Archive for June, 2009

Villages in the Sky (Acorn version)

Thursday, June 25th, 2009

Villages in the Sky, a festival in development, is using Acorn as a testbed for treehouse designs. According to the design blog, “The vision is to create a village of treehouses, in age appropriate loops- one for the adults and one for kids- to be enjoyed and played in by all.”  The Acorn project will work out the  kinks for a larger scale project for the week-long Villages in the Sky festival planned for the end of August 2010.

As described to us, Villages in the Sky seems to have three major goals- to be an “air” festival analogous to Burning Man (fire) and the Rainbow Gathering (earth); to promote wind energy as an alternative to nuclear and carbon fuel; and to move beyond the “leave no trace” ethic of those festivals by having a concrete impact- namely, leaving behind fun, attractive energy-generating wind structures.

Pilgrim, formerly of Twin Oaks and East Wind, has been directing a crew  clearing out debris from some old, fallen down trees and preparing the site in the woods behind Heartwood. Meanwhile, Gpaul, Ginger, Shal, and others are working up designs. We expect a lot of bustle this summer building the treehouses and getting ready for the Natural Building Workshop in October. And then a new seed office for SESE in 2010?

Propaganda, Ho!

Wednesday, June 24th, 2009
ken, with flowers

ken, with flowers

In the last year, a strong membership group has coalesced at Acorn in a way it hasn’t been able to boast since its founding. The current membership of fifteen has over a hundred-fifty years of community experience, gathering together former members of Twin OaksEast Wind, the Catholic Worker, Dandelion, and Ganas. Many of us knew each other long before joining Acorn. We are excited by the expanding possibilities of a groovy seed business, our proximity to the increasing critical mass of the central Virginia communities movement, to the beautiful land, to our extended network of friends who live nearby, and to our previously existing strong personal bonds.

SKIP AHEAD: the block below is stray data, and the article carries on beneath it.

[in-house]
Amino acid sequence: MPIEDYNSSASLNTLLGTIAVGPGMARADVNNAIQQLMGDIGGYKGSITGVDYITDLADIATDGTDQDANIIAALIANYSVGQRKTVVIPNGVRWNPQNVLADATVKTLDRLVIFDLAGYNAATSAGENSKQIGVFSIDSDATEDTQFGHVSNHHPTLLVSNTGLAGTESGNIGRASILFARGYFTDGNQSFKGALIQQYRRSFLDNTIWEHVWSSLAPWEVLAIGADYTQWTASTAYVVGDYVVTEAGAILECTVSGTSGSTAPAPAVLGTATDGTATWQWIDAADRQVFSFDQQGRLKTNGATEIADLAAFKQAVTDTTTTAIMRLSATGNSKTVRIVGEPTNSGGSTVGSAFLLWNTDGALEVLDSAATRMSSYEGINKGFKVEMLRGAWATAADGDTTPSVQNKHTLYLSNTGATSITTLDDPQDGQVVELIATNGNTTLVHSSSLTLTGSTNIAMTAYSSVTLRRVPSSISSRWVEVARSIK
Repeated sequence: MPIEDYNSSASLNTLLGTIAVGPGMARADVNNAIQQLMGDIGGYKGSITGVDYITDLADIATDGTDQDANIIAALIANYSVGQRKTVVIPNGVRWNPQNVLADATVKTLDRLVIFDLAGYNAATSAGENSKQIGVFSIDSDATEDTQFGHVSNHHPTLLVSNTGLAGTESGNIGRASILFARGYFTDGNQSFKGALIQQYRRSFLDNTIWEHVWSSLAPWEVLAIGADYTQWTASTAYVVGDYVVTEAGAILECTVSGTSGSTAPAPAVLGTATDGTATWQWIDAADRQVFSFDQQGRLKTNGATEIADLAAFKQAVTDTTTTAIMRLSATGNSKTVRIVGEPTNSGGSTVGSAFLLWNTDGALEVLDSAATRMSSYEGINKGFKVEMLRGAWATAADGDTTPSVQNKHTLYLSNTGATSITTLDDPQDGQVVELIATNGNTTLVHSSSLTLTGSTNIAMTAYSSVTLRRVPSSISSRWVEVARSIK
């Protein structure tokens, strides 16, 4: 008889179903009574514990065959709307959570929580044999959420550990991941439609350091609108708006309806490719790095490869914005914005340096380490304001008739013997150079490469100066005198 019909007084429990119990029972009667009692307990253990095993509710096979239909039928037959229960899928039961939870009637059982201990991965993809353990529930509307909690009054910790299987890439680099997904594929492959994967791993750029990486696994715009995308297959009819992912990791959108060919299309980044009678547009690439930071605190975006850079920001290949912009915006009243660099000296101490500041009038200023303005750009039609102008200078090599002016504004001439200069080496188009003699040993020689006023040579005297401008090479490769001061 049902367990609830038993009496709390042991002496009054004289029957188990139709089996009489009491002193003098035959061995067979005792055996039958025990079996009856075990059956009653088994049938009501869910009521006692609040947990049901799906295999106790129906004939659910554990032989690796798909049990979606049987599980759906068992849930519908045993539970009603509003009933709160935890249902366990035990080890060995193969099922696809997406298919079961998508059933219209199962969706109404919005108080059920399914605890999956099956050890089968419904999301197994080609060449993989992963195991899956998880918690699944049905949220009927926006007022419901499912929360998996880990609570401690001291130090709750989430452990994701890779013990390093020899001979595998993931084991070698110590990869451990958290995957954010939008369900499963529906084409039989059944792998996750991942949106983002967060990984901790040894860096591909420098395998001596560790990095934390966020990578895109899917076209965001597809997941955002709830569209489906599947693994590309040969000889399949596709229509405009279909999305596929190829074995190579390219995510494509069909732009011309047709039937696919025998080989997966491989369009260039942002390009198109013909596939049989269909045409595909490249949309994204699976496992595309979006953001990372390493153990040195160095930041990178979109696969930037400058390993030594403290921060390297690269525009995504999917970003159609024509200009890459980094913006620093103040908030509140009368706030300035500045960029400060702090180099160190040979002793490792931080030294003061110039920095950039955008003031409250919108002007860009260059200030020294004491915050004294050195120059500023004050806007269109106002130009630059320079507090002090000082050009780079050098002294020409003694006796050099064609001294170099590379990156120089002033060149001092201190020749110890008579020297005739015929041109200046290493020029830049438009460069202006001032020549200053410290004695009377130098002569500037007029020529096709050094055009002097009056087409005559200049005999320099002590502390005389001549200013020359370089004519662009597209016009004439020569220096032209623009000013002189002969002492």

For Acorn, this has meant a new sense of stability and progress. New projects are more possible than ever and heighten our sense of energy and accomplishment (and sometimes, the feeling of being over-whelmed)- the Heritage Harvest Festival; building new buildings; expanding into medicinal and culinary herbs with the purchase of another small seed company, Garden Medicinals; working with new growers; incorporating our lovely and steadfast friends at Twin Oaks into our business; creating a fun, new culture on our farm; and deepening ties to Woodfolk House, Diamond Grove, Twin Oaks, and the Urban Evolution project.

Where is it all heading? How long will it last? What problems loom? And what fresh excitements?

Well, for one thing, we now have a blog. So, if you don’t want to come and see first hand, you can read about the Acorn experience here. And, if you do want to witness the what-not of what’s happening- please check out our visiting page.

Essentialism and Anti-Essentialism at Acorn

Tuesday, June 23rd, 2009
paul in the back field

paul in the back field

This is a quote from the interview Paul did with our friend Joanna for her senior project (a broad study for psychology of several secular intentional communities). It’s one member’s neat summation of “the essence of Acorn” or rather, one essence, since he himself claims a certain anti-essentialist temper:

Please tell a story about something that has happened here that you think illustrates the character of this community.